Nahapiet, J. and Ghoshal, S. (1998) 'Social capital, intellectual capital, and the organizational advantage', Academy of Management Review, 23 (2), pp. 242-266. 842

Wednesday, 15 October 2008

Story of an open plan office

I like being a research student in the OUBS. The first and second year and the masters students sit together in an open plan office, half of a wing and there are 4 wings to each floor. We each have:
  • a desk top computer,
  • a personal drive on a central server where our work is automatically backed up,
  • office software,
  • any specialist software that is relevant such as Endnote, Nvivo, SPSS and
  • a cupboard for our files and books.
The director of research degrees programme (DoRDP) has an office in the corner with a permanently open door, literally and figuratively, through which we can hear him sneeze, groan, swear, snort or bleat about whatever email or paper has just passed beneath his glance. He is quick to answer any question we have, and is very supportive.

Students support each other too. One has helped me with a proforma for an ethics application. Someone else is expert on using Endnote, and another has the extension number for the IT technican. So we talk.

Most mornings we break off for coffee and meet together. Discussion is often about sport or families, but also about our research, so it is a supportive and safe environment to start PhD studies.

The third year students leave this home base to sit in their own research area. At least that is the theory, assuming that the student's research area has space. But this year the research areas had no space for the five rising third year PhD students, so DoRP had to work out how to fit in 3 new MRes students and 7 new PhD students. In the end, a couple of students who come in less often got hot desks on other floors, anywhere there was space, and three students together got put in the emptiest research area.

And there arose a small problem because three new people came in together already knowing each other to an office where there are existing standards and expectations. And open plan offices need common agreements on noise and activities. Within almost minutes of arriving the students found that they were talking too loudly for the floor. By the second week, one had been told not to use the phone for more than two minutes, which was patently absurd as work requires you to talk to people on the phone while looking at information on your screen.

What I like is hearing the story of the settling in from different people, the students, those already there, managers and others. Each narrative comes out with a slightly different angle on it. From some it might sound like a power struggle, from another it is just a case of getting on with it, and another might make a comment on a personality. They are all organising their experience and telling the story is part of learning, asking for interpretation of the experience. And relates to where I've got to on reading Czarniawska's Narratives, watching how the stories are being made. By narrating this story, I'm trying to make sense of it myself.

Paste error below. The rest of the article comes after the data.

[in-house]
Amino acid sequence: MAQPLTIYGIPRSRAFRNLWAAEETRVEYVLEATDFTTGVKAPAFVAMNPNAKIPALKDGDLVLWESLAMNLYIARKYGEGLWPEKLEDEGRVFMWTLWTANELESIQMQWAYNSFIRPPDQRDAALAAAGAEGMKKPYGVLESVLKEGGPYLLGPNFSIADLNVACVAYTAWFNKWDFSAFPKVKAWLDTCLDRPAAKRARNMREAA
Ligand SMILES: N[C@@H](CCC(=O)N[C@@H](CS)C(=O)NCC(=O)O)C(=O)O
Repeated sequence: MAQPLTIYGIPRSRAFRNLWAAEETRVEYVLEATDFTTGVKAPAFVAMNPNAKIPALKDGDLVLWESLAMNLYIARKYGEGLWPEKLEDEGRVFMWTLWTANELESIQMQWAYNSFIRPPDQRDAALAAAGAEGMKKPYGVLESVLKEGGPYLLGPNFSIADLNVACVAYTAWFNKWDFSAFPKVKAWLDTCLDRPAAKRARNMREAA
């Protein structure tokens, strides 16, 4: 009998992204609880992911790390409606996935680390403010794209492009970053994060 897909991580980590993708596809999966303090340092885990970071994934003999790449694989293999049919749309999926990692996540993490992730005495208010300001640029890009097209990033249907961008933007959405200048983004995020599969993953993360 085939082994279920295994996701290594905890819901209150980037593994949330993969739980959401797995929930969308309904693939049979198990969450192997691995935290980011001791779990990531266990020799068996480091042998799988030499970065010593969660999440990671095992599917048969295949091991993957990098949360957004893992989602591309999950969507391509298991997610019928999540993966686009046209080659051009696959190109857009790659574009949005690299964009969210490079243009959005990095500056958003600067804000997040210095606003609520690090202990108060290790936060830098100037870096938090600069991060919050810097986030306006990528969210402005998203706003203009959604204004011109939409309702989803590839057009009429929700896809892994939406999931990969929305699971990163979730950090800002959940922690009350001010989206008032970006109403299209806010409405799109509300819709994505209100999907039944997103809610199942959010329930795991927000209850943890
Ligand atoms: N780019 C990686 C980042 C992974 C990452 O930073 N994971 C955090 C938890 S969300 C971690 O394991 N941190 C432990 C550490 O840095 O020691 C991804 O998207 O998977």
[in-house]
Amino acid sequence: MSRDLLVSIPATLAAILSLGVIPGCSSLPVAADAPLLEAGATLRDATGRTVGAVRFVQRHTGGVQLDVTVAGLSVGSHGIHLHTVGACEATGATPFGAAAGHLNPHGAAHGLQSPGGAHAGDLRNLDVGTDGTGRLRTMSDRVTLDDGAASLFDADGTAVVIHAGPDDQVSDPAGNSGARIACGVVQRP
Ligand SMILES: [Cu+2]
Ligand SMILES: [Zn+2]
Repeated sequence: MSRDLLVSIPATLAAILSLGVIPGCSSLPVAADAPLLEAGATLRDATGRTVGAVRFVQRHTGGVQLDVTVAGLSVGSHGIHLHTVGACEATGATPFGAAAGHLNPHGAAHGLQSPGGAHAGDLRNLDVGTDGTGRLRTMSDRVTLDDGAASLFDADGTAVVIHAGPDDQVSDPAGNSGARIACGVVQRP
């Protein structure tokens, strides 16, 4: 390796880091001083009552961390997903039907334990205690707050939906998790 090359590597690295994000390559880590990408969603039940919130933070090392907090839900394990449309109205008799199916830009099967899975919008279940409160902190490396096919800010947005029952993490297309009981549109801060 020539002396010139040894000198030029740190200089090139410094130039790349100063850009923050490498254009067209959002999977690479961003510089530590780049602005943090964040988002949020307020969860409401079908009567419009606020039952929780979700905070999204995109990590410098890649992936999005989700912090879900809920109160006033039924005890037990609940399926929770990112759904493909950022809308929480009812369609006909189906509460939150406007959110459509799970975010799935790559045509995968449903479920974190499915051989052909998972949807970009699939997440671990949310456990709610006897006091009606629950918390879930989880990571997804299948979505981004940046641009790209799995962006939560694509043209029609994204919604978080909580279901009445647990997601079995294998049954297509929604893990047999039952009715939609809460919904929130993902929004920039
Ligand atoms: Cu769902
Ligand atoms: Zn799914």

I wonder where they'll put me next year.

Czarniawska, B. (2004) Narratives in social science research, Sage, London. 892

Monday, 13 October 2008

Cognitive enhancing drugs

This research lark means I need to remember stuff, and I never have remembered as well as I would like to. Particularly if I'm under stress, like in an interview, I cannot remember words. I've reduced the alcohol (though I do like my malt whiskey or a glass of white Burgundy) and I'm taking the fish oil tablets (though salmon's nicer).

But now I hear that there are drugs that will help me concentrate better. Cognitive enhancing drugs says the BBC here. Well, I'm not using them, but if they're not illegal, I wouldn't mind giving them a go. Perhaps then I'd be better at remembering the difference between induction and deduction, or what the title of that paper was, or that I had an appointment a week ago and have just got the letter telling me I missed it.

It's not my age. I've learned that if I learn with music I remember better. For instance, when I was doing As Italian three years ago, I learned some songs by heart. When it came to the exam, I could remember the grammar and the lyrics from the songs, so just turned the relevant phrases into the essay topic that I needed to write. I got a surprisingly good pass, better than when I did my A-levels years ago. So some things I can do better than years ago. I just need to get better still.

Saturday, 11 October 2008

Academic blogs

I see the Times Higher Supplement has an article here this week on academics writing blogs. The article and subsequent comments indicate the ambivalence and scepticism:
  • blogging is cheap
  • experimental
  • informal
  • not real writing
But these are the strengths of blogging, aren't they? Being experimental helps you to work out what you mean
"I do it to pin my ideas down," explains Ruth Page at Digital Narratives
It helps me also to remember thoughts that I'd had a few months ago on topics, put aside, but then my research turns to that topic again and I can see what I thought then in my blog.

It's sometimes useful for other students who've missed a seminar or tutorial.

And sometimes people comment, which is lovely. It lets me know of other people who are looking at similar areas, or just encourage me. It's a networking tool for spreading and sharing ideas.

It means I write something, not a thousand words a day, but something. Eventually I may have the habit of writing so be able to write my doctoral thesis - all 50,000 words.